I was alive when he was martyred, but I didn't hear or read about it.  I remember reading about some of the more famous murders, particularly of the nuns, and wondering why people would murder nuns or missionaries who were there to help--I had yet to learn of the horrors of colonialism throughout history.

In my first year of college, I was asked to be part of a service that honored the martyrdom of Romero, and this event was likely how I heard of him first.  Or maybe it was earlier that semester when our campus pastor took a group of us to Jubilee Partners.

Jubilee Partners was a group formed by the same people that created Koinonia, the farm in Americus Georgia that most people know because they also created Habitat for Humanity--but they were so much more, in their witness of how Christian love could play out in real practice in one of the most segregated and poor parts of the U.S. south.  In the early years of Jubilee Partners, when I went there, the group helped people from Central America get to Canada, where they could get asylum in the 1980's, when they couldn't get asylum in the U.S.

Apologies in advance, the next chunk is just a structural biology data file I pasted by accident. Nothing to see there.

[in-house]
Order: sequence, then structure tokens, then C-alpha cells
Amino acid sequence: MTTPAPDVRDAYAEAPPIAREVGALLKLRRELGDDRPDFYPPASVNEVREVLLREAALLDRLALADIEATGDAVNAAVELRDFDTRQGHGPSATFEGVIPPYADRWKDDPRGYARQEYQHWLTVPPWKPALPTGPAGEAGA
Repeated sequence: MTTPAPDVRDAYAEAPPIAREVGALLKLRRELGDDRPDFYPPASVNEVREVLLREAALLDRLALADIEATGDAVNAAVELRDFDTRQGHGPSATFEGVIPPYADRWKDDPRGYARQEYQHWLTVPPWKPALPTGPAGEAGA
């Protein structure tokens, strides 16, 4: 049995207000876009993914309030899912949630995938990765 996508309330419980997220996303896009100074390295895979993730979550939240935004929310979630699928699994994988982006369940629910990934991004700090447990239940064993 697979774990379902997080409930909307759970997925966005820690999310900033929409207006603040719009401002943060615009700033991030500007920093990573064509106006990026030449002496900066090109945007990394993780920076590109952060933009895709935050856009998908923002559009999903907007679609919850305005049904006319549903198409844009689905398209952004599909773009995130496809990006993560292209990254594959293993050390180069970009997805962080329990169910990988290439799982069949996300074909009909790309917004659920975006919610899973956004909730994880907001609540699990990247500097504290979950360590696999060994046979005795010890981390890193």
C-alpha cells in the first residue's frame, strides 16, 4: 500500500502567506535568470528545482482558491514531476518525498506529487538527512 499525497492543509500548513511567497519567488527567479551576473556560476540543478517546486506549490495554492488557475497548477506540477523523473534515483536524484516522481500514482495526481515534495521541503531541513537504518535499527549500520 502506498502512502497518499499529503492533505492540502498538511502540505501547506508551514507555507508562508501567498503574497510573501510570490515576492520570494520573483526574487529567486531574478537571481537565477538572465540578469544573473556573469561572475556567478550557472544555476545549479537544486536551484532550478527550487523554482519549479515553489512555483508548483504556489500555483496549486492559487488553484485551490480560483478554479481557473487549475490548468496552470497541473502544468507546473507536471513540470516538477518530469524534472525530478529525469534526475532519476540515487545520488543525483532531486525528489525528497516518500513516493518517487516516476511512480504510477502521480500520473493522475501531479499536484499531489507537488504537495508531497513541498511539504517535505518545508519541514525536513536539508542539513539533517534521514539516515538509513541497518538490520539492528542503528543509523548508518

My consciousness was formed by these encounters and by other encounters I had throughout the 80's.  I met many people in the country illegally, and I heard about the horrors that brought them here.  Then, as now, I couldn't imagine why we wouldn't let these people stay.

At the end of my undergraduate years, just after Platoon came out, my college had a screening of Oliver Stone's Salvador--what a powerful movie.  Stone does a great job of showing the importance of the Catholic church in that war-torn decade of that country.